PIERRE, S.D. — This January, when Jim Edman, representing South Dakota's Bureau of Information and Technology, stood in front of a legislative committee to talk about expanding broadband across the state, he made fleeting reference to the mid-1950s, when the state finally got mostly hooked up to electricity.
"Nobody thinks twice today in regards to [Rural Electrification Act] extending an electrical grid to some of the more remote areas of the state," said Edman. "Time is now we have to apply that same concept toward broadband."
On Tuesday, April 4, Gov. Kristi Noem, FCC Commissioner Brendan Carr, and Ross Petrick, of Alliance Communications, a rural broadband cooperative in southeastern South Dakota, appeared at an event outside Rowena, South Dakota to tour a new broadband site.
South Dakota's normally fiscally reserved legislature okayed $100 million in one-time spending this year for broadband expansion across the state. But Carr noted that federal entities will bring in 10 times that much, possibly $1 billion, over a decade putting that distant goal of fully online within the state's grasp.
"When you step back and look at all the federal dollars we're now bringing to South Dakota, it's about $1 billion over the next ten years," said Carr. "That should be enough money to finally get the job done."
Just what the job is varies.
In January, Edman told the senate state affairs committee in the run-up to passage of Senate Bill 34 that Mitchell-based Vantage Point estimated $200 million was needed to shore up "broadband gaps" across the state. But filling a gap isn't the same as bringing the proper speeds to folks, as kids filling McDonald's parking lots to complete remote learning homework evidenced last school year.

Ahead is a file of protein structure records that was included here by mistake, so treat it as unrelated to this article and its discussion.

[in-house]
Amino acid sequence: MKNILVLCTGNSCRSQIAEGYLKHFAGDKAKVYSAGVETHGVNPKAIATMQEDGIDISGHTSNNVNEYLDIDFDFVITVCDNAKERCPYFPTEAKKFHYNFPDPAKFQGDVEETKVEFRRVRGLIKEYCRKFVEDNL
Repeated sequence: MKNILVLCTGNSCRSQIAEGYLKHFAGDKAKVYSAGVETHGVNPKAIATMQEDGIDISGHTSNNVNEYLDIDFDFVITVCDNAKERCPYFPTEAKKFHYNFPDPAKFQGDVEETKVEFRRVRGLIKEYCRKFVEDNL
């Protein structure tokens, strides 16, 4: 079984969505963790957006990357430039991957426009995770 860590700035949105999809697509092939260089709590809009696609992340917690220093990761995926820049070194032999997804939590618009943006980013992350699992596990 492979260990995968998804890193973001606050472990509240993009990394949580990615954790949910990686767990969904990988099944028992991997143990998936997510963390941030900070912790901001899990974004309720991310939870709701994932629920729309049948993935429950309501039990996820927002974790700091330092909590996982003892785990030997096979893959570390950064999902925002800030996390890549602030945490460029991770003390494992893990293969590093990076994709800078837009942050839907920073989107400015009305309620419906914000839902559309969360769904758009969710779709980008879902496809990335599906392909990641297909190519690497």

A recent White House page on South Dakota's infrastructure finds 13% of South Dakotans lack "minimally acceptable speeds." State officials say 135,000 residents lack broadband that "meets their needs."
And that's far from the worst in the nation. White House reports say neighboring Montana and Wyoming, respectively, have 28% and 27% of residents lacking faster internet. But South Dakota's sluggish speeds rank higher than Minnesota or North Dakota and are exacerbated by both remote, disparate population centers and rugged terrain.
On Monday, Noem touted that "South Dakota is growing like crazy," but people who may move to the state to work remotely depend on high-speed internet. She and Carr heard remarks from Petrick detailing internet struggles for a family living north of Garretson who drove into town update an iPhone to a woman "peddling faster than her internet connection could allow" on her Peloton exercise bike.
Petrick said taxpayer funding will help his business build-out to "rocky terrain" running along the state's far eastern border with Iowa. While Gov. Noem said she hopes internet expansion will aid people to work "from our smallest towns as well as our larger, populated areas," completing homework, accessing healthcare or marketing grain.
Broadband expansion is one of the few bipartisan political issues on both a state and national level.
In South Dakota's Republican supermajority legislature, Noem's $100 million spend on broadband expansion enjoyed bipartisan support. In Washington D.C., while dueling infrastructure plans from the Biden administration and Senate Republicans differ on spending and scope, some targeted investment areas — including broadband — are included in both projects.
Biden has tapped Vice President Kamala Harris to lead a broadband initiative at the federal level.
"It's going to help our kids and business succeed in the 21st century economy," the president said during his address to Congress last week.
With combined efforts, say state officials, rural communities may be able to lure back some South Dakotans who may've left for greener — or more connected — pastures.